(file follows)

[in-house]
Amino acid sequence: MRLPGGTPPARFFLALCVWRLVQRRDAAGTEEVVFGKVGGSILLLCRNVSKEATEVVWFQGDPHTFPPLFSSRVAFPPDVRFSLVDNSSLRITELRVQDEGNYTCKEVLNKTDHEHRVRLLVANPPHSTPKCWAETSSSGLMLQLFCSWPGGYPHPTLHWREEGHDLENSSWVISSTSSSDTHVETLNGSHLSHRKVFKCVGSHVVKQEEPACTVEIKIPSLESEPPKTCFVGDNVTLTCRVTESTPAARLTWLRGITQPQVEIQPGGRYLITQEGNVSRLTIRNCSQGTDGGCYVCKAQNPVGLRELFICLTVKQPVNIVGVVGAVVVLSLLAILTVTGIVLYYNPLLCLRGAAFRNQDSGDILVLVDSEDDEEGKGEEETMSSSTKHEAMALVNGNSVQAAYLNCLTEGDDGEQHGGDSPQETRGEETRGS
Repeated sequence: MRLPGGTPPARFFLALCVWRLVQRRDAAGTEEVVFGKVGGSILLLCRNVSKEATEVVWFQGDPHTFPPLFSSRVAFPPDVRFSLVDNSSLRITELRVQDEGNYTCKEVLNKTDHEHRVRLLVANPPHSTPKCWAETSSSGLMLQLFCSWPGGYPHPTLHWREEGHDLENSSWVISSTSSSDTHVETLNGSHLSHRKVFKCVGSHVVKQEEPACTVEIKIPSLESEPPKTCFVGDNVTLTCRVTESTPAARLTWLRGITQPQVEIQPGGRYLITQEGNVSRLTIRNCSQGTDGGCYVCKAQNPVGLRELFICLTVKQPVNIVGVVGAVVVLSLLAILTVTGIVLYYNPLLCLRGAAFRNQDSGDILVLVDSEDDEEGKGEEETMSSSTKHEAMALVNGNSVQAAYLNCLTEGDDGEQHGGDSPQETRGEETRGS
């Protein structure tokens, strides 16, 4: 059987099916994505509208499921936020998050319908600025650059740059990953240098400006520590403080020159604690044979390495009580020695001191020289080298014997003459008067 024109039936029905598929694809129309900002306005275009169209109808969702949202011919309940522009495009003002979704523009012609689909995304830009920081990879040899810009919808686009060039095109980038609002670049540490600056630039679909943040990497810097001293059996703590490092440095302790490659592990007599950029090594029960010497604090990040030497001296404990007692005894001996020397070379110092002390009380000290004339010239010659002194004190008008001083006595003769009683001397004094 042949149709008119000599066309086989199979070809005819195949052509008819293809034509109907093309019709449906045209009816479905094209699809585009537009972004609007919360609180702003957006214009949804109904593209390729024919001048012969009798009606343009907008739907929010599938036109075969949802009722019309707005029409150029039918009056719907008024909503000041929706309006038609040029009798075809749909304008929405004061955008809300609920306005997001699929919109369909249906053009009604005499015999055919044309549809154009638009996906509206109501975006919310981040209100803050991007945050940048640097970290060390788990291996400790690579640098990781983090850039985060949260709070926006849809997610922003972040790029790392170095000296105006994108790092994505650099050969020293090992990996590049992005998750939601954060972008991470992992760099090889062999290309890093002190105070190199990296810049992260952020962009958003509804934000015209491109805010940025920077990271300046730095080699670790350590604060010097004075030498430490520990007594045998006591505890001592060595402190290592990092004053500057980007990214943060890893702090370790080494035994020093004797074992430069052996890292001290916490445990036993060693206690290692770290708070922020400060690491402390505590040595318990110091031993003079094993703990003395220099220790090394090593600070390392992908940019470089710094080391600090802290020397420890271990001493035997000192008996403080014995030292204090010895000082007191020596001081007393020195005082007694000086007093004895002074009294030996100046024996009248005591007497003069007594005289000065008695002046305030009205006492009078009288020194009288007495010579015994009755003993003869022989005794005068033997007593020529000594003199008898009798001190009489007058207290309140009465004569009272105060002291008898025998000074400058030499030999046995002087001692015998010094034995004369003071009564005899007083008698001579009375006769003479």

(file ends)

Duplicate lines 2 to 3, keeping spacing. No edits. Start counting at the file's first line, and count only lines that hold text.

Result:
Amino acid sequence: MRLPGGTPPARFFLALCVWRLVQRRDAAGTEEVVFGKVGGSILLLCRNVSKEATEVVWFQGDPHTFPPLFSSRVAFPPDVRFSLVDNSSLRITELRVQDEGNYTCKEVLNKTDHEHRVRLLVANPPHSTPKCWAETSSSGLMLQLFCSWPGGYPHPTLHWREEGHDLENSSWVISSTSSSDTHVETLNGSHLSHRKVFKCVGSHVVKQEEPACTVEIKIPSLESEPPKTCFVGDNVTLTCRVTESTPAARLTWLRGITQPQVEIQPGGRYLITQEGNVSRLTIRNCSQGTDGGCYVCKAQNPVGLRELFICLTVKQPVNIVGVVGAVVVLSLLAILTVTGIVLYYNPLLCLRGAAFRNQDSGDILVLVDSEDDEEGKGEEETMSSSTKHEAMALVNGNSVQAAYLNCLTEGDDGEQHGGDSPQETRGEETRGS
Repeated sequence: MRLPGGTPPARFFLALCVWRLVQRRDAAGTEEVVFGKVGGSILLLCRNVSKEATEVVWFQGDPHTFPPLFSSRVAFPPDVRFSLVDNSSLRITELRVQDEGNYTCKEVLNKTDHEHRVRLLVANPPHSTPKCWAETSSSGLMLQLFCSWPGGYPHPTLHWREEGHDLENSSWVISSTSSSDTHVETLNGSHLSHRKVFKCVGSHVVKQEEPACTVEIKIPSLESEPPKTCFVGDNVTLTCRVTESTPAARLTWLRGITQPQVEIQPGGRYLITQEGNVSRLTIRNCSQGTDGGCYVCKAQNPVGLRELFICLTVKQPVNIVGVVGAVVVLSLLAILTVTGIVLYYNPLLCLRGAAFRNQDSGDILVLVDSEDDEEGKGEEETMSSSTKHEAMALVNGNSVQAAYLNCLTEGDDGEQHGGDSPQETRGEETRGS